On 6th February, 2005, One Land Two Systems is presenting the results of its international architecture competition for an alternative to the Israeli government masterplan devised for the ‘unrecognised’ Palestinian village of Ein Hud in Israel. The story of Ein Hud, south of Haifa, is a typical example of the complex reality of ideological planning in Israel – and how such planning contributes to the Israeli-Palestinian tragedy.
The competititon has been a huge success, with over 100 entries arriving from more then 30 countries, each one outlining a sustainable and liveable alternative for the Palestininan village, in contrast to the Israeli government’s unworkable plan. The great international response shows that people worldwide are deeply concerned about the abuse of their profession for political reasons. This is not just an Israeli problem, but has global significance, says Malkit Shoshan, an Israel architect and Director of FAST (The Foundation for Seamless Territory), which organised the competition.
Before the advent of the State of Israel, Ein Hud was an ancient Palestinian village on Mount Carmel. During the War of Independence of 1948, the Israeli army occupied the village, and the 900 villagers became refugees overnight. One group, the extended family of Muhammad Abu al Hayja, fled to nearby family land on the mountain and began building a new village, called Ein Hud after the old one.
Meanwhile, in the early 1950s, the picturesque old village was ‘discovered’ by Jewish artists, who eagerly moved in, calling it Ein Hod. So began the parallel development of Ein Hod/Ein Hud, the Jewish village becoming an exclusive artists’ village and tourist destination, while Palestinian Ein Hud, illegal and unofficial, spent the next 50 years without even basic services such as water and electricity. When finally recognised, in 2004, Ein Hud was subjected to a discriminatory ‘masterplan’ aimed at repressing its Palestinian identity.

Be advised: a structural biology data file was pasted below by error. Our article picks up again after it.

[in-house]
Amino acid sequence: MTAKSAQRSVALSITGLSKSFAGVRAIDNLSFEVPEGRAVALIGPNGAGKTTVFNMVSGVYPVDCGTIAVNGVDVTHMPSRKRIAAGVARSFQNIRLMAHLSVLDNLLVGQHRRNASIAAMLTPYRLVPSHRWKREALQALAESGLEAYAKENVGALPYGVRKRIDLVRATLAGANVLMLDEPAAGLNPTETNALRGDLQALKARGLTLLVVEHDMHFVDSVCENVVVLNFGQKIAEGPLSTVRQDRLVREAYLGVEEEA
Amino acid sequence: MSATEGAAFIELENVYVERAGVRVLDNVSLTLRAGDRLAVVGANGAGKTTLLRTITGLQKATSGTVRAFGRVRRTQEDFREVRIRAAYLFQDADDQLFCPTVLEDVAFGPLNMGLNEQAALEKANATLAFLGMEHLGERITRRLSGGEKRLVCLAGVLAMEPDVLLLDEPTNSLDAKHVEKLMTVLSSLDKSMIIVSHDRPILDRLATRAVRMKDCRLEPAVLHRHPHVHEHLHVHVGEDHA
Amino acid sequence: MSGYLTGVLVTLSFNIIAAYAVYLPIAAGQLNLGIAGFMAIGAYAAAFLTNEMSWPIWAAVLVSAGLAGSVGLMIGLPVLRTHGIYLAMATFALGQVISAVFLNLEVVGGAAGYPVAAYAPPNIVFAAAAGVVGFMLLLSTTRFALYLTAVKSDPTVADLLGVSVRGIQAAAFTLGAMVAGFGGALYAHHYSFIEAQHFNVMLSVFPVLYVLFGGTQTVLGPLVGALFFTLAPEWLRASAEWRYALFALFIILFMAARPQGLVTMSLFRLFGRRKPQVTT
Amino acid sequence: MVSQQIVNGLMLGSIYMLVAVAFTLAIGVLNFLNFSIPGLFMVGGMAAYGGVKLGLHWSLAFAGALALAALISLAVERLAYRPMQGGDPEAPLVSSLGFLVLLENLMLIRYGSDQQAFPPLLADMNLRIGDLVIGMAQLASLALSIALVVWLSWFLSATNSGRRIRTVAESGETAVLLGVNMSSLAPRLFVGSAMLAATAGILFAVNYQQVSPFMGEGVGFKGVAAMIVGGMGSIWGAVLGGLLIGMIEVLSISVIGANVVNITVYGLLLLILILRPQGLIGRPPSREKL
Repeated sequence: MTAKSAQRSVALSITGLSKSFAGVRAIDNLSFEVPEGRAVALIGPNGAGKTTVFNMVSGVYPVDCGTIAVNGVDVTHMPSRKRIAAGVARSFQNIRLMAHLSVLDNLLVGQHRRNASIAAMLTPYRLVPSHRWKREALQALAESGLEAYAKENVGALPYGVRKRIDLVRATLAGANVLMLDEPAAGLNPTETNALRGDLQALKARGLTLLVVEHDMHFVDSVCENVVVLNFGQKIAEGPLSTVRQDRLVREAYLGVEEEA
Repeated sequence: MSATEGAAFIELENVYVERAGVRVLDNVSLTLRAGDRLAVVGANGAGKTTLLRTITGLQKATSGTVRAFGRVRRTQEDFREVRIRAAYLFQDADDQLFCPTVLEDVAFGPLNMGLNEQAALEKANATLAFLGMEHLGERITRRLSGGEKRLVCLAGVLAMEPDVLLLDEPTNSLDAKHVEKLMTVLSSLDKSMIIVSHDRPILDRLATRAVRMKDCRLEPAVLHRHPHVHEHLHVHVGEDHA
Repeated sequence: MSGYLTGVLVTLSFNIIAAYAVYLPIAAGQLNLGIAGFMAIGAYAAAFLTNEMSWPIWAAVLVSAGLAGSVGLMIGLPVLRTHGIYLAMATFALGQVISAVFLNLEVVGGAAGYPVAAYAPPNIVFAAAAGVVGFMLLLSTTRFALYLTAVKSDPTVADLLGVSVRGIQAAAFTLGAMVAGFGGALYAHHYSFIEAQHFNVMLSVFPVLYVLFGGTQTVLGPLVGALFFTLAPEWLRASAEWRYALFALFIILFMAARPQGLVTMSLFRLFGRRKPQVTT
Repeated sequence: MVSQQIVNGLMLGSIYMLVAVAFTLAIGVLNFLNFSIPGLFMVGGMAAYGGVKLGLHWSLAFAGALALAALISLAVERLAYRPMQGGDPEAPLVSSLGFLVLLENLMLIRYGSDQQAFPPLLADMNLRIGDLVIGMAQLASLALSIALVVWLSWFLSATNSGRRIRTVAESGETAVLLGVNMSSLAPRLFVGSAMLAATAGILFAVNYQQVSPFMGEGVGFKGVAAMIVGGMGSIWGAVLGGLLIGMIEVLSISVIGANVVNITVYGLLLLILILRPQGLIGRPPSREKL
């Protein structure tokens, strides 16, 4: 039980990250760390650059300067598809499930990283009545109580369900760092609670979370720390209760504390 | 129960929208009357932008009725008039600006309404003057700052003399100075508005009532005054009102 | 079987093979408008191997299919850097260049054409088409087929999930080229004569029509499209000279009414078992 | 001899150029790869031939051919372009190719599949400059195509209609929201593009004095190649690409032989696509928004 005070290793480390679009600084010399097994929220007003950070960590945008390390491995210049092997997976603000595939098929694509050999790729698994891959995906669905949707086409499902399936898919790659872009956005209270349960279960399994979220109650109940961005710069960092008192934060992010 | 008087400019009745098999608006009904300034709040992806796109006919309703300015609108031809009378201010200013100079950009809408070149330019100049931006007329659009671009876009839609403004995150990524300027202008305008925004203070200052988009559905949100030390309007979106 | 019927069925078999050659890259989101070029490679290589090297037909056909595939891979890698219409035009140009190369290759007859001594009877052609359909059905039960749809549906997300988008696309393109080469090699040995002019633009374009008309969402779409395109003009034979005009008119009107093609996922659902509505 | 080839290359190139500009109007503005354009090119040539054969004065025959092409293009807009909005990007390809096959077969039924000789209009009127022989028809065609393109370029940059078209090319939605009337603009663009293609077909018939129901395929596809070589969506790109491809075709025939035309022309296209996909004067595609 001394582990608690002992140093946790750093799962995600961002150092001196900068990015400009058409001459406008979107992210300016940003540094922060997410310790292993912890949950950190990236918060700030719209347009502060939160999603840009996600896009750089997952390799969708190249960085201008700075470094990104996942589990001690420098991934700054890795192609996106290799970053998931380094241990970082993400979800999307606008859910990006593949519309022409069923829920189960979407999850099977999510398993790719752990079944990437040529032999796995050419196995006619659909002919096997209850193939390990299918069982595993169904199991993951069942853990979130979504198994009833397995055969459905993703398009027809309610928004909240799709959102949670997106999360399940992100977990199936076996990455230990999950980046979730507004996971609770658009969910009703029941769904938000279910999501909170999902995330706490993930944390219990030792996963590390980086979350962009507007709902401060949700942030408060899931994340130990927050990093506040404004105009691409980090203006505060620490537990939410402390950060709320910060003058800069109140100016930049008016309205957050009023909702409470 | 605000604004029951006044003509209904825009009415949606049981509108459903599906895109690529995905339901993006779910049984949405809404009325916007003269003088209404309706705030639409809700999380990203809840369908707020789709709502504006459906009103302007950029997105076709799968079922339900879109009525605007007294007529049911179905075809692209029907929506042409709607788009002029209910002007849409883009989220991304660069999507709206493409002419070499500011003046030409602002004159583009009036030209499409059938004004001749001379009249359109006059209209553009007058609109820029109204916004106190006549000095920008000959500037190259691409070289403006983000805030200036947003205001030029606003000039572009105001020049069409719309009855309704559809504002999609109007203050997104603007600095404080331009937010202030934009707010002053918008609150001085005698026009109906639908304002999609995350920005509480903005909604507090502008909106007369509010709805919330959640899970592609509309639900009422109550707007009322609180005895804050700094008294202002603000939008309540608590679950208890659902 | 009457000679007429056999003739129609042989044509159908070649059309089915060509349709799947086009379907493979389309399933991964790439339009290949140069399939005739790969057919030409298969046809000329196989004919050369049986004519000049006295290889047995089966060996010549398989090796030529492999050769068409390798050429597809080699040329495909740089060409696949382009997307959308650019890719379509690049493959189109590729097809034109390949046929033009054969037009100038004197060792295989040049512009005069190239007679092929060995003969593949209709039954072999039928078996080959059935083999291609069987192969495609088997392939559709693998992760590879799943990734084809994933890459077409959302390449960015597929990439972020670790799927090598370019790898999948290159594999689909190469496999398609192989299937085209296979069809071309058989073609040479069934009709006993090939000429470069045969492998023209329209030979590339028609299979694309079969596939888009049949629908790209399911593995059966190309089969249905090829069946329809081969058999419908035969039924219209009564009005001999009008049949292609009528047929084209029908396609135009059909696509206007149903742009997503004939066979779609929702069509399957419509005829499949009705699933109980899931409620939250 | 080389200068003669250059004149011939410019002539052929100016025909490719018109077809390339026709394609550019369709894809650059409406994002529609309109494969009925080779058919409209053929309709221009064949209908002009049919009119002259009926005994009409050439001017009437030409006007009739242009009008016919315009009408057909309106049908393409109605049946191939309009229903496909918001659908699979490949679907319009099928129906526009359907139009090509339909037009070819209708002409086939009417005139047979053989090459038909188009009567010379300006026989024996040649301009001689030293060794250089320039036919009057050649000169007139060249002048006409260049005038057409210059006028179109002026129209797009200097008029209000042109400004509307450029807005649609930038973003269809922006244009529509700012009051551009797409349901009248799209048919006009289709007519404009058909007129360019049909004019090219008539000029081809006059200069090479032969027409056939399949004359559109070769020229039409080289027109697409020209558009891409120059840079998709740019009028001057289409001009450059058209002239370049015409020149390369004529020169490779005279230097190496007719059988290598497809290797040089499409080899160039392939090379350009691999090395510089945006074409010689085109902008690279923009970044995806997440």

Through the project, One Land Two Systems, a wide network of architects, planners and human rights organisation from all over the world have come together, in order to provide better planning solutions for a community that has been harassed by the formal planning bodies in Israel.
During the event in De Balie, the architecture competition jury will announce the winners of the competition. A public discussion follows, in which FAST will describe its work and its collaboration with different organisations. It will detail other cases where plans and masterplans violate human rights, and discuss the question of what can be done to reclaim planning tools in order to create better environments.
Muhammad Abu al Hayja (Mayor, Ein Hud); Aaron Betsky (Director, NAI); Petra Blaisse (InsideOutside); Rebecca Gomperts (Women on Waves); Rassem Hamaissi (Geographer, Haifa University); Sandi Hilal (Stateless Nation); Sandy Kedar (Lawyer, Haifa University); Rachel Leah Jones (maker of the film, 500 Dunam on the Moon); Malkit Shoshan (Director, FAST); Eyal Weizman (architect, London); Oren Yiftachel (geographer, Be’er Sheva University), Hana Hamdan (Adalah Legal Centre for Arab Minority Rights in Israel); moderator Lucas Verweij.
De Balie, 2pm: Screening of the documentary film, 500 Dunam on the Moon by Rachel Leah Jones
De Balie, 3pm: Announcement of the competition winners and a public discussion on planning in Israel
Mediamatic, 6pm: Opening of the exhibition of competition entrants (more details to follow soon)
For further information, contact:
FAST (editorial content, interview requests etc): firstname.lastname@example.org
De Balie (phone reservations): +31 20 55 35 100
Mediamatic (exhibition): +31 20 638 9901